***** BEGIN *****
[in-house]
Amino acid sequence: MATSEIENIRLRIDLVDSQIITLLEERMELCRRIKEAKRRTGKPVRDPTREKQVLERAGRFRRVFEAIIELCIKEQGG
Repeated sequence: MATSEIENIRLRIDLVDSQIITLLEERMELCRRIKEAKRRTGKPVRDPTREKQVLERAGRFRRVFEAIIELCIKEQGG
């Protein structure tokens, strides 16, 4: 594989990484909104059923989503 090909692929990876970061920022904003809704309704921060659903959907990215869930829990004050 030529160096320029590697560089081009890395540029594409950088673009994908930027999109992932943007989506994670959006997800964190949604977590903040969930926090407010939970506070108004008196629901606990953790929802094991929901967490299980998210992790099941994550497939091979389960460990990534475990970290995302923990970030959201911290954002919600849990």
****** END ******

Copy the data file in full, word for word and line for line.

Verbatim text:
[in-house]
Amino acid sequence: MATSEIENIRLRIDLVDSQIITLLEERMELCRRIKEAKRRTGKPVRDPTREKQVLERAGRFRRVFEAIIELCIKEQGG
Repeated sequence: MATSEIENIRLRIDLVDSQIITLLEERMELCRRIKEAKRRTGKPVRDPTREKQVLERAGRFRRVFEAIIELCIKEQGG
């Protein structure tokens, strides 16, 4: 594989990484909104059923989503 090909692929990876970061920022904003809704309704921060659903959907990215869930829990004050 030529160096320029590697560089081009890395540029594409950088673009994908930027999109992932943007989506994670959006997800964190949604977590903040969930926090407010939970506070108004008196629901606990953790929802094991929901967490299980998210992790099941994550497939091979389960460990990534475990970290995302923990970030959201911290954002919600849990």